Atarah had worked side by side with him ever since the night he found her in his bed. Though at first she possessed few skills and little idea how to do heavy work, she was a quick study who worked tirelessly and without complaint. Since the heaviest construction work had been done before they moved onto the ark, Father suggested couples work together while Mother took care of food and did final extra tasks like making a few last batches of soap outside the ark. Father roamed the corridors finishing up odds and ends and helping whoever needed an extra hand.
With so much time alone, Shem and Atarah chatted non-stop. He explained the workings of the ark and concepts about God to her and she eagerly drank it all up.
Atarah shared the details of her past life with Shem. He felt an overwhelming sense of awe at the courage she revealed by standing against everyone and refusing to worship false gods. Her stories about the underground stunned him since he had no idea anything but a solid mountain supported the city. He fought a strong urge to go wallop Dagaar.
Even while talking incessantly, they worked efficiently as a team. With so many animals drinking and bathing, the two took on the extra responsibility of hauling additional wagonloads of water onto the ark several times a day. No one but Japheth was willing to work with Buzz, so they used a tamer smaller camel. One time Ham filled in for Atarah for a couple of hours so she could dip tallow candles with the women. Shem missed her the entire time.
Atarah’s energy seemed boundless and she was proving invaluable. Not because of her willingness to work, but because of the way she made him feel. God had fulfilled his promise even though Shem doubted.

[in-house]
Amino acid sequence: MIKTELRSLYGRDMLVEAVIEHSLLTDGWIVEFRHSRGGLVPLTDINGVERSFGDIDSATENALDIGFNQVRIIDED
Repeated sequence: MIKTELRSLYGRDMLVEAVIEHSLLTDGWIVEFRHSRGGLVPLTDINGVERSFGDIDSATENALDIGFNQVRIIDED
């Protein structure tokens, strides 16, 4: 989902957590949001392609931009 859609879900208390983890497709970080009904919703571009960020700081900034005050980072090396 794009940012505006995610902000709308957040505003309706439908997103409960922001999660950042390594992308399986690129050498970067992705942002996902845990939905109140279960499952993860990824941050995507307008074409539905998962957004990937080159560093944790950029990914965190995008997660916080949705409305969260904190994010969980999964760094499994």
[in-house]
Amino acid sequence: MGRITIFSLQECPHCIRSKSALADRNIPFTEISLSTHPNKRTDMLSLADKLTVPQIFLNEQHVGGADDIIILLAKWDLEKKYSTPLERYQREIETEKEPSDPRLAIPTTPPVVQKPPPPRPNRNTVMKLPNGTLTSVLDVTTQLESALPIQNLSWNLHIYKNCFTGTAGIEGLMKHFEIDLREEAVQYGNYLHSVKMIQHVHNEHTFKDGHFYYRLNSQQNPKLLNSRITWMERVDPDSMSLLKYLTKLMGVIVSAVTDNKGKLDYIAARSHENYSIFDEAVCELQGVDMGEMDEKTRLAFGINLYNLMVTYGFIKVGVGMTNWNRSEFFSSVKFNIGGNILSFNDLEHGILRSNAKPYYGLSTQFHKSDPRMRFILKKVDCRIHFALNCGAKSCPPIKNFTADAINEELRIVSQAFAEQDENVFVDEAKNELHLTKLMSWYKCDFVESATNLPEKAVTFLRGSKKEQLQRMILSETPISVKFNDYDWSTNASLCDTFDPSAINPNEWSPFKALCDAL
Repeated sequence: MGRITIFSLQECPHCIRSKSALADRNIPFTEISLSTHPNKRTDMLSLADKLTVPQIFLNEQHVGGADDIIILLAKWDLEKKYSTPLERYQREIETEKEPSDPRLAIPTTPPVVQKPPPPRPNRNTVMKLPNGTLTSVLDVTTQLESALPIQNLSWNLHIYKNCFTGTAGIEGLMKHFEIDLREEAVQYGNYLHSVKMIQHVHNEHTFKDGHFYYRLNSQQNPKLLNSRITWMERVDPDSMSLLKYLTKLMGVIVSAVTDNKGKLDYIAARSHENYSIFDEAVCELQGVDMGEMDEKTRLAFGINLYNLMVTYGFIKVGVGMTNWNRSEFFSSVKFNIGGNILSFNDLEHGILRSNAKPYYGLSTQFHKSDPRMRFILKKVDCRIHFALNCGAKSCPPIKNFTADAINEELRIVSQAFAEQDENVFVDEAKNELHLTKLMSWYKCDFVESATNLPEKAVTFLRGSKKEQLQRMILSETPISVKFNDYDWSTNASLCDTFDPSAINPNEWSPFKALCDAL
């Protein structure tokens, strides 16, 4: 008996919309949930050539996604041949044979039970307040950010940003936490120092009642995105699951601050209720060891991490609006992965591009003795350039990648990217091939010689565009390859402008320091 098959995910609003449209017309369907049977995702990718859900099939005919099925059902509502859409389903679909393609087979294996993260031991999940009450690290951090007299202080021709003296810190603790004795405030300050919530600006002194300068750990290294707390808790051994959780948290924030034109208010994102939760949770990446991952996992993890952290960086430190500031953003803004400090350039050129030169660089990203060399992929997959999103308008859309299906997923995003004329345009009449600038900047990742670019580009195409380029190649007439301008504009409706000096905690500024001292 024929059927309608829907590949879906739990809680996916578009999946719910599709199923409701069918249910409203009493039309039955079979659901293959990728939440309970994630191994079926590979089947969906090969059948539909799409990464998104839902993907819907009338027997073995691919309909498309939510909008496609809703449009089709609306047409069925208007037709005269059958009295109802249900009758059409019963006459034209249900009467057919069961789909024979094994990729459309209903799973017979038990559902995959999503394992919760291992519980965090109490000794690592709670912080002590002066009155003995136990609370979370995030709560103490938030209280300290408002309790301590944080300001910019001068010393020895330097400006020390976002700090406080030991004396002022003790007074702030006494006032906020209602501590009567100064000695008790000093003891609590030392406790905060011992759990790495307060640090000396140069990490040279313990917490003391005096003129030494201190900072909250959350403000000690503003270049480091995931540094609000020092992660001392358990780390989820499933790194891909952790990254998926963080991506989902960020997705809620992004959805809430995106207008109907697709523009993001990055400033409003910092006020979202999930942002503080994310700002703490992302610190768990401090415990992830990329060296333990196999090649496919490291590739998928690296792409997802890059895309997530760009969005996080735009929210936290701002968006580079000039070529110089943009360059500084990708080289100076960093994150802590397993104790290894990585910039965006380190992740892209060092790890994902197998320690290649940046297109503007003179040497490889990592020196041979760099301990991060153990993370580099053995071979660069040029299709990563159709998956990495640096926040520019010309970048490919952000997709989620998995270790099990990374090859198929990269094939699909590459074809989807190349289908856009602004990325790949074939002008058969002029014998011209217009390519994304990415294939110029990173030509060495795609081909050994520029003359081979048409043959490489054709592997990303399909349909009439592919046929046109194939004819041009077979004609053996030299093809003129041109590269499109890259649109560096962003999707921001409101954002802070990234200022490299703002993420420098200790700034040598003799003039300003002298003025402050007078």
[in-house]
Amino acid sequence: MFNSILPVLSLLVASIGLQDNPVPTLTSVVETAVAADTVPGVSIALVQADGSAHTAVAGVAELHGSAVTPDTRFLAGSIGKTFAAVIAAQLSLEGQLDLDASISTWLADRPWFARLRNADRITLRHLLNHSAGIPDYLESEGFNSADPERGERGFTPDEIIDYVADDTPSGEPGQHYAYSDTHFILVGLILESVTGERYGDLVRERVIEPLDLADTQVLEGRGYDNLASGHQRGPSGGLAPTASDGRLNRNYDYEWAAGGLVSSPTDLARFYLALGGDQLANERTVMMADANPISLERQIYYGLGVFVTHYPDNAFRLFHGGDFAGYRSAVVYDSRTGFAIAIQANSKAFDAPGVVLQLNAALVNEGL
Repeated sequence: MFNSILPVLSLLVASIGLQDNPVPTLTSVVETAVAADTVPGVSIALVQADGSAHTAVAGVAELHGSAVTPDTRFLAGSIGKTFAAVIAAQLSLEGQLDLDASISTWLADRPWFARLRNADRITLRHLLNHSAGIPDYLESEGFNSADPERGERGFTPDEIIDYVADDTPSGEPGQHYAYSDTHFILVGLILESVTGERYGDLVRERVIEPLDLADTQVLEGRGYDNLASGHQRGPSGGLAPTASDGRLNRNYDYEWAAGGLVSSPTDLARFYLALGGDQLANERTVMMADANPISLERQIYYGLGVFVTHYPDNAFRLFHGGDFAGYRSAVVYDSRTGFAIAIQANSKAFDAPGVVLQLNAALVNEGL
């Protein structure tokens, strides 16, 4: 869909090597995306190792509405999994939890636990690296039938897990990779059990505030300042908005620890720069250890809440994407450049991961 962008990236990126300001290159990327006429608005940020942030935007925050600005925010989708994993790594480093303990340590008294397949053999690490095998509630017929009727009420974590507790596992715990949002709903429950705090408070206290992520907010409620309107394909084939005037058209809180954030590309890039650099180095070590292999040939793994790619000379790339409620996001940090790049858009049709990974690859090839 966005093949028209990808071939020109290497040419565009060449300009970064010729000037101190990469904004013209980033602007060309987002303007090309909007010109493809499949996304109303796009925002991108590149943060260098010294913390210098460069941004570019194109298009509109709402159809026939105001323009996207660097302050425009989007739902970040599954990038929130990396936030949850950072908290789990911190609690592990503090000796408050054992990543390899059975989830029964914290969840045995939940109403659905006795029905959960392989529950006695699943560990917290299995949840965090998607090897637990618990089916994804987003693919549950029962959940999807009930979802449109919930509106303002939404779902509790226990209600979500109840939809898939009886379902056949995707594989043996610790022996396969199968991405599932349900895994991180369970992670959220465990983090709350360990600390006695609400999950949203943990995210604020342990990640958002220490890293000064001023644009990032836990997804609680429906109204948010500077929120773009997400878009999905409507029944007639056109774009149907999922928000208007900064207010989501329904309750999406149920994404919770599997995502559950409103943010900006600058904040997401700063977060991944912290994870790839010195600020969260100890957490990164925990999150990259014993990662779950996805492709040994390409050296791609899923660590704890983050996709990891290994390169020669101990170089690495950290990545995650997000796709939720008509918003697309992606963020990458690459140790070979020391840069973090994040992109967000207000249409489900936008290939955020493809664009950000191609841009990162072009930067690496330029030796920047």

Nevertheless, Shem still hadn’t kissed Atarah or declared his love. For two reasons. First, he wanted to wait until he had time to give her more attention. Second, he hoped a friendship could grow before the romance commenced. The latter was a ridiculous idea, of course, since every accidental brush of their fingers left him aquiver. He shook his head at his foolishness.
“Hey!” She stood facing him, hands on her hips, head cocked, eyes dancing. “Am I supposed to address you as King Shem?”
“You’re wearing a green crown.” She rose on tiptoe and removed two lime-colored moths from the top of his head in cupped hands. Edged in purple, each moth was larger than Shem’s hand with long lobes trailing like wide tails from each wing. Huge and beautiful. Yet distracted by her, he hadn’t even noticed the insects.
She held the moths to the top of a cage where they stepped from her hands. Leaning forward she fingered the feather-like appendages growing from the head of one. “What are those?”
“I don’t know what they are,” Shem laughed. “But they let you know he’s a male. Female moths don’t have them.”
“Not fair. That makes him better looking than her. Why are the males always better looking?” She pointed at cardinals flying past, pretending to pout. “Those females don’t hold a candle to the males. Don’t you think they’d like to be bright red, too?”
Shem grinned and placed two bunnies into a cage. “That whole ‘males are better-looking than females’ law doesn’t fit the two of us.” He averted his eyes, but not before catching her blush.
“We’ve spent enough time down here for now.” He reached through the bars to stroke the white and sepia spotted bunny and noticed two skunks strolling toward them.
“Don’t move,” he whispered. “Stinkers.”
Atarah froze and her eyes grew wide.